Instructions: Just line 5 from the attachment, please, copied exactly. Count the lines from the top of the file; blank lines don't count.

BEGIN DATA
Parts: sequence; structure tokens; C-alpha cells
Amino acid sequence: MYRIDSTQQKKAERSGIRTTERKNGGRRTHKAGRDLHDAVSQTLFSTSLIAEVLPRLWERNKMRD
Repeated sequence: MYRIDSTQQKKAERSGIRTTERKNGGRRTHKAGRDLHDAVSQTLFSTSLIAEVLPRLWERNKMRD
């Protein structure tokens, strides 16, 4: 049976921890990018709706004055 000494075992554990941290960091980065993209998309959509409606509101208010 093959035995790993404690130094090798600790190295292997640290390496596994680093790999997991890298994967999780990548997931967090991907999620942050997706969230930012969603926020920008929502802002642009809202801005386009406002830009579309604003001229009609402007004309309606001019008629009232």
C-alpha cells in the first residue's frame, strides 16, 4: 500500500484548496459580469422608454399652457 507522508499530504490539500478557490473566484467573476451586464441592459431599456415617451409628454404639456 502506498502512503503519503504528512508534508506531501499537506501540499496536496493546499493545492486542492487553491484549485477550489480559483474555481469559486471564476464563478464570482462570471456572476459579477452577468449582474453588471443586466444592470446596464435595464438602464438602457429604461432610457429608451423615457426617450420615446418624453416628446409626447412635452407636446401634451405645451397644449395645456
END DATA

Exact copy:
C-alpha cells in the first residue's frame, strides 16, 4: 500500500484548496459580469422608454399652457 507522508499530504490539500478557490473566484467573476451586464441592459431599456415617451409628454404639456 502506498502512503503519503504528512508534508506531501499537506501540499496536496493546499493545492486542492487553491484549485477550489480559483474555481469559486471564476464563478464570482462570471456572476459579477452577468449582474453588471443586466444592470446596464435595464438602464438602457429604461432610457429608451423615457426617450420615446418624453416628446409626447412635452407636446401634451405645451397644449395645456